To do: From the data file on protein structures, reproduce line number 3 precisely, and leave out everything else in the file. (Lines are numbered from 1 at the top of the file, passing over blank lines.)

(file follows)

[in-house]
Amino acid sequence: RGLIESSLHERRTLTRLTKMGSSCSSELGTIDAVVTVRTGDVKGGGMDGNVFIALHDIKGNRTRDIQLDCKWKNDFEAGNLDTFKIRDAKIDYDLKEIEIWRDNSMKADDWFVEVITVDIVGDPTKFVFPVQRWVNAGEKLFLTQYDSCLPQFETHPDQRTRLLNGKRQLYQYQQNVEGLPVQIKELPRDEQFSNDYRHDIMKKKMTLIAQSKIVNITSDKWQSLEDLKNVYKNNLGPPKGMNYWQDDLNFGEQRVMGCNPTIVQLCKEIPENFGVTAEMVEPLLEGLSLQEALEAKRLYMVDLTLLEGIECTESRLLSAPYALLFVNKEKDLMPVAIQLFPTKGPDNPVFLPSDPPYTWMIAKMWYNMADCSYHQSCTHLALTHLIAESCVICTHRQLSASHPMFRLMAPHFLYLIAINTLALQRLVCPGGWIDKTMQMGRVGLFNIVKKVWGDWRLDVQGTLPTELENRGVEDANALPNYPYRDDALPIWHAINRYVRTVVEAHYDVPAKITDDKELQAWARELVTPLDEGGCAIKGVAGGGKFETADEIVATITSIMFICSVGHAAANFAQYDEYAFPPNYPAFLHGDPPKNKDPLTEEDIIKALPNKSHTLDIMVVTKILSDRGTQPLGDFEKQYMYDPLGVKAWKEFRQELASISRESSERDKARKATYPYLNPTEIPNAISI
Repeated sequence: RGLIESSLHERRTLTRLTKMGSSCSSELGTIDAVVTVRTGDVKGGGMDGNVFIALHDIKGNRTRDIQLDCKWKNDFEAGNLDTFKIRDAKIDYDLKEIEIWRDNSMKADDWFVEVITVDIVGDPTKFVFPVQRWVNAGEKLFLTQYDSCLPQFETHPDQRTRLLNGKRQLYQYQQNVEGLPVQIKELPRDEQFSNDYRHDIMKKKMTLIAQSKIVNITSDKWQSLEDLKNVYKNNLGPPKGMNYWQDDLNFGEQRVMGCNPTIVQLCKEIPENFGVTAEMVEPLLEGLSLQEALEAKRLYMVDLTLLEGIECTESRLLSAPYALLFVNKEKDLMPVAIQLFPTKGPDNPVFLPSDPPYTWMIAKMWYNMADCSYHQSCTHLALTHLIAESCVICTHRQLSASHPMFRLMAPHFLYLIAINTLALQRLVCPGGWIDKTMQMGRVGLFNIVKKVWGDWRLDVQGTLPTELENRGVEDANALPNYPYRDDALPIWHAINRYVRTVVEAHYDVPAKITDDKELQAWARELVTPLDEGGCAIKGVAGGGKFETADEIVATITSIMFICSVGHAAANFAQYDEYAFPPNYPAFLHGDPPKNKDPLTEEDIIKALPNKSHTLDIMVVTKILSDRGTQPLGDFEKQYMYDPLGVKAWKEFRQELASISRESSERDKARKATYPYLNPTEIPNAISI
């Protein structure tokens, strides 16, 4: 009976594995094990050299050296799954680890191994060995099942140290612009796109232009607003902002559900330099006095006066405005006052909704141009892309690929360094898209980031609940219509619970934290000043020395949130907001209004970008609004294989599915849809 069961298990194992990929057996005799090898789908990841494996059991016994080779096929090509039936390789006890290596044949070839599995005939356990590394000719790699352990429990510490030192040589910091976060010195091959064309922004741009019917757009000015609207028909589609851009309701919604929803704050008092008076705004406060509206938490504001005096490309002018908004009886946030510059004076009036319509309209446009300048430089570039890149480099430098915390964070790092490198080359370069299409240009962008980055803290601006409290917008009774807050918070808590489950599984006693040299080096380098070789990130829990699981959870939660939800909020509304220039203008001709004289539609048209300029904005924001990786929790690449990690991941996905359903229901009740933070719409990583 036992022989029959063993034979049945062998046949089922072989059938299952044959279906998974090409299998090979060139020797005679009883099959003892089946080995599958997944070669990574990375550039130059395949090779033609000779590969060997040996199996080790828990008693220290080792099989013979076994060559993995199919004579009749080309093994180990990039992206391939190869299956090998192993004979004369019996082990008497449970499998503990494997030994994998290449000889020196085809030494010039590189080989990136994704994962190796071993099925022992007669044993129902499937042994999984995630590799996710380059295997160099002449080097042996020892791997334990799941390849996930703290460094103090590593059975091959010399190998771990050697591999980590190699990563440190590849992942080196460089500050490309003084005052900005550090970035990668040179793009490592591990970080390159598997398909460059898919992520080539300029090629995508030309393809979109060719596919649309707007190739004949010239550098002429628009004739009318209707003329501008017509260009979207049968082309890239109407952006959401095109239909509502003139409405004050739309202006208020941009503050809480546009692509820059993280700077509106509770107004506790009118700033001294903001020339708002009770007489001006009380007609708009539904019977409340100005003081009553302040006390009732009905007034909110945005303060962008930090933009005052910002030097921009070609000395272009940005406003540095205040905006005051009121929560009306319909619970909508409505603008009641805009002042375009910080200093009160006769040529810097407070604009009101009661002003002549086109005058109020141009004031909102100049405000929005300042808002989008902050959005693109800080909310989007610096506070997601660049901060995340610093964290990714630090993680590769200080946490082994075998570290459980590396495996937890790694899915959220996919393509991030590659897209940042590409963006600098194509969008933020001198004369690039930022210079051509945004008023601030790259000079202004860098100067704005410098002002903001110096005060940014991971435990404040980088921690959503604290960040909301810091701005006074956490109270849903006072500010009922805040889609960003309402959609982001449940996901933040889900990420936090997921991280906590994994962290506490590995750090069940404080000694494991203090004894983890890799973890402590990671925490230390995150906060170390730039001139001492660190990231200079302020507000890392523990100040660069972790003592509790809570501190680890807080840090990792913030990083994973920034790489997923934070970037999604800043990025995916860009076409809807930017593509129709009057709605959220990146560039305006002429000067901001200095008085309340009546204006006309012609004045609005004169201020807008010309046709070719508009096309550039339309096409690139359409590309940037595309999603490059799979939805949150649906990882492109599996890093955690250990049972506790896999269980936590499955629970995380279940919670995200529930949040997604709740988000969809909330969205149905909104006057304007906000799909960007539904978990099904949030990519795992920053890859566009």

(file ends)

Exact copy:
Repeated sequence: RGLIESSLHERRTLTRLTKMGSSCSSELGTIDAVVTVRTGDVKGGGMDGNVFIALHDIKGNRTRDIQLDCKWKNDFEAGNLDTFKIRDAKIDYDLKEIEIWRDNSMKADDWFVEVITVDIVGDPTKFVFPVQRWVNAGEKLFLTQYDSCLPQFETHPDQRTRLLNGKRQLYQYQQNVEGLPVQIKELPRDEQFSNDYRHDIMKKKMTLIAQSKIVNITSDKWQSLEDLKNVYKNNLGPPKGMNYWQDDLNFGEQRVMGCNPTIVQLCKEIPENFGVTAEMVEPLLEGLSLQEALEAKRLYMVDLTLLEGIECTESRLLSAPYALLFVNKEKDLMPVAIQLFPTKGPDNPVFLPSDPPYTWMIAKMWYNMADCSYHQSCTHLALTHLIAESCVICTHRQLSASHPMFRLMAPHFLYLIAINTLALQRLVCPGGWIDKTMQMGRVGLFNIVKKVWGDWRLDVQGTLPTELENRGVEDANALPNYPYRDDALPIWHAINRYVRTVVEAHYDVPAKITDDKELQAWARELVTPLDEGGCAIKGVAGGGKFETADEIVATITSIMFICSVGHAAANFAQYDEYAFPPNYPAFLHGDPPKNKDPLTEEDIIKALPNKSHTLDIMVVTKILSDRGTQPLGDFEKQYMYDPLGVKAWKEFRQELASISRESSERDKARKATYPYLNPTEIPNAISI